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Blind students in Harford County getting hands on experience with 3D printers

3D Printing for Blind
Posted at 5:46 PM, Jun 29, 2023
and last updated 2023-06-29 19:28:06-04

HARFORD COUNTY, Md. — A camp in Harford County is giving students the opportunity to do things they've been told they can't do. Students from the Blind Industries and Services of Maryland got hands on experience with enhanced technology in 3D printing.

It's the first time an event like this has happened at Harford Community College.

"Challenges that blind students face really come down to accessibility, confidence and exposure. So the mission of this camp that we're having is to provide opportunities for students to get a chance to try different things and understand what engineering is all about,” said Anica Zlotescu, BISM Manager of Training and Accessibility.

Coordinator of Engineering Technology at Harford Community College, David Antol, developed a 3D Printing Academy for students at Blind Industries and Services of Maryland. Teaching them to create projects of their own while giving some of the college students a chance to learn something new.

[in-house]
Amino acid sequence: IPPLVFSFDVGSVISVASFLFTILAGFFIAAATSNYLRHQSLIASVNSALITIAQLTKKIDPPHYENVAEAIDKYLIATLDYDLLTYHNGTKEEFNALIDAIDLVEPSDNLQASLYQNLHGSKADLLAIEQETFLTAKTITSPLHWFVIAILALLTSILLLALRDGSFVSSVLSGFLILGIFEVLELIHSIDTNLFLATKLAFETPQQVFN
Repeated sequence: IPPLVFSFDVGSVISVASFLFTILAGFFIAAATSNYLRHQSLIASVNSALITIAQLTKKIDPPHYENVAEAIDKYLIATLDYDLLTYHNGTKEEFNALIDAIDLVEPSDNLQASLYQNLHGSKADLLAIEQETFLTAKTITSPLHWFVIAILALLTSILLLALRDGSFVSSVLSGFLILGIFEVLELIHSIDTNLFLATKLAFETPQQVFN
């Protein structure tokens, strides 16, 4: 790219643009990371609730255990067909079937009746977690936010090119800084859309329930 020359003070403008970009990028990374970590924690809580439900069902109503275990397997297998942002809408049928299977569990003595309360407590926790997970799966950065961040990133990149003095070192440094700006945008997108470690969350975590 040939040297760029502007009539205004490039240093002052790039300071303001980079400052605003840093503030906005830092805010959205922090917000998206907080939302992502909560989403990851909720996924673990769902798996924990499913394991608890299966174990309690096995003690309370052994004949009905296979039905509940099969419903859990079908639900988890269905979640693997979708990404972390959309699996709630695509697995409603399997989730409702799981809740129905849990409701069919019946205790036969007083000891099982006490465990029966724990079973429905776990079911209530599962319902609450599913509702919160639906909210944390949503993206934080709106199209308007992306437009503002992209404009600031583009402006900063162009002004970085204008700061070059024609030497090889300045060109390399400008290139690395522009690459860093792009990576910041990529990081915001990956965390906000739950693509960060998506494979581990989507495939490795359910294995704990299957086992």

"It's a learning experience for everybody because the blind students are learning 3D printing and interfacing with CAD but the college students are learning the importance of being able to verbalize what's happening,” said Antol.

The blind students figure out their own way to navigate the machines.

One student said, "For me, I have for your phone a different application called Voiceover and my voice over speed is like 95.”

And when that doesn't work, the college students step in to help based on what each individual student's needs.

Today's mission was creating a luggage identifier as the students are flying to Houston for a convention this weekend.

"I made a heart and I made a tag with Hello Kitty on it because I love Hello Kitty," said Alanis Martineze, student of Blind Industries and Services of Maryland.

The individual design is what will help them find their luggage by using their sense of touch.

Breaking the barriers of limitations that the blind face on a daily basis while showing that anyone can be successful in the field of engineering.

"I’m just like very happy that we got to do what we're doing now and I want to look forward in the future where more students are getting these opportunities not just us in Maryland but nation wide because this is our future as well,” said Oscar Mejia, a student of Blind Industries and Services of Maryland.